Methodology: A total of 585 nurses completed the Greek Emotional Intelligence Scale (GEIS), consisting of 52 items measuring four basic emotional skills (expression and recognition of emotions, control of emotions, use of emotions to facilitate thinking, and caring and empathy), and the Depression, Anxiety, and Stress Scale (DASS 21), as well as questions regarding demographic, socioeconomic and occupational characteristics.

Results: The EI total mean score was 184.30. The nurses aged 36–50 years old had the highest EI scores (mean = 191.5, p = .000), with a positive effect on the EI coming from years of service (>12 years, p = .01), leadership positions (p = .003), being married (p = .02) and having children (p = .001). The overall ΕΙ scores had a moderate negative correlation with the emotional state of the nurses (depression r = -454, p = .000; stress r = -415, p = .000; anxiety r = -390, p = .000).

Conclusion: The present study revealed suboptimal EI scores and confirmed the negative relationship with the emotional state of nurses. Based on the literature, the EI can be developed; therefore, suitable programs could substantially improve the emotional skills in nursing personnel. [5]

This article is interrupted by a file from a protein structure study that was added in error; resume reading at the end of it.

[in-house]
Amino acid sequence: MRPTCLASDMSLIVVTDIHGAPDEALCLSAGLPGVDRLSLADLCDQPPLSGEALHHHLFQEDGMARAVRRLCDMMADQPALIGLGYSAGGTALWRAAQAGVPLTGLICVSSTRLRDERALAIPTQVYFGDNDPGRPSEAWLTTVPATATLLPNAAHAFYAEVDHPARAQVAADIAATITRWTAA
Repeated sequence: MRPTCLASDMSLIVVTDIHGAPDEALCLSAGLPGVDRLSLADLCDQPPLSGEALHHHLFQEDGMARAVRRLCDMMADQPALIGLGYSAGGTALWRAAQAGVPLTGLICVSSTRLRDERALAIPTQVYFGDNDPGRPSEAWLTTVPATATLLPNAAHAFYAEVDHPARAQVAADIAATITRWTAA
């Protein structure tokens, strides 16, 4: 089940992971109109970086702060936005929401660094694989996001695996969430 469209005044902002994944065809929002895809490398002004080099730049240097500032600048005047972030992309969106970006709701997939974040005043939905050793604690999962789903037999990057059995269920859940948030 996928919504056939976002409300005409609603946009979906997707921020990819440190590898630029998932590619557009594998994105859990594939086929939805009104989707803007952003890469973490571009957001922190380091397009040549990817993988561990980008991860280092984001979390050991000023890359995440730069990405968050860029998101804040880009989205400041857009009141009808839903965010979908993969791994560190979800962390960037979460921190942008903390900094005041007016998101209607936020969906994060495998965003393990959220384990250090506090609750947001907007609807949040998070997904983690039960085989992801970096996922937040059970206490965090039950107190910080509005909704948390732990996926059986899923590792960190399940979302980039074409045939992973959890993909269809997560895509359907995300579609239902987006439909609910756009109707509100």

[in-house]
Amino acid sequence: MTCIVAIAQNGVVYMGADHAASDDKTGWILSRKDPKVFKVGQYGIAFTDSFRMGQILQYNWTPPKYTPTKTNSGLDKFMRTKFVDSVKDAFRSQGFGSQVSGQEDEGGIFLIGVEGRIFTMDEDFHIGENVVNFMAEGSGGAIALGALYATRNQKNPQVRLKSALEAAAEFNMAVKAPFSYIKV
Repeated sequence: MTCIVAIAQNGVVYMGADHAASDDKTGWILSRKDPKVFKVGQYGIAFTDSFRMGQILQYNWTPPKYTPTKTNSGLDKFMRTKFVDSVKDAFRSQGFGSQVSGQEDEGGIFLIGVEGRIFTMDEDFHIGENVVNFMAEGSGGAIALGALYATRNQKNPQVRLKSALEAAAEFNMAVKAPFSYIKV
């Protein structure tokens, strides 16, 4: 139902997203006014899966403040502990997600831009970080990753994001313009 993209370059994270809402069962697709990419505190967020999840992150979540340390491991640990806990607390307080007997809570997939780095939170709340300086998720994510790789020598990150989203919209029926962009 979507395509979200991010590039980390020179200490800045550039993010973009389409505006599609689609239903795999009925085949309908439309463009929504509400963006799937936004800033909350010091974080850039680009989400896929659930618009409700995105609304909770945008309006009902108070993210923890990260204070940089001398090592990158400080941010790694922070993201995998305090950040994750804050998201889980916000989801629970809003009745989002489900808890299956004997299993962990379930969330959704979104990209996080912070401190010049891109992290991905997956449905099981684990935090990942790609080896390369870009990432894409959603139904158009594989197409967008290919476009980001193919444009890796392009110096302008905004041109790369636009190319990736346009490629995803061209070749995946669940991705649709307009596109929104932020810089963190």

Reference

[1] Mattingly, V. and Kraiger, K., 2019. Can emotional intelligence be trained? A meta-analytical investigation. Human Resource Management Review29(2), pp.140-155.(Web Link)

[2] Cole, M.L., Cox, J.D. and Stavros, J.M., 2019. Building collaboration in teams through emotional intelligence: Mediation by SOAR (strengths, opportunities, aspirations, and results). Journal of Management & Organization25(2), pp.263-283.(Web Link)

[3] Lee, Y.H., 2019. Emotional intelligence, servant leadership, and development goal orientation in athletic directors. Sport Management Review22(3), pp.395-406.(Web Link)

[4] Examining brain structures associated with dispositional envy and the mediation role of emotional intelligence

Yanhui XiangSasa ZhaoHanlin WangQihan WuFeng Kong & Lei Mo

Scientific Reports volume7, Article number: 39947 (2017)(Web Link)

[5] Konstantinou, M., Efstathiou, A., Charalambous, G., Kaitelidou, D. and Jelastopulu, E. (2017) “Emotional Intelligence and Its Impact on the Emotional Factors among Nurses”, Journal of Education, Society and Behavioural Science, 23(3), pp. 1-13. doi: 10.9734/JESBS/2017/37818.

(Web Link)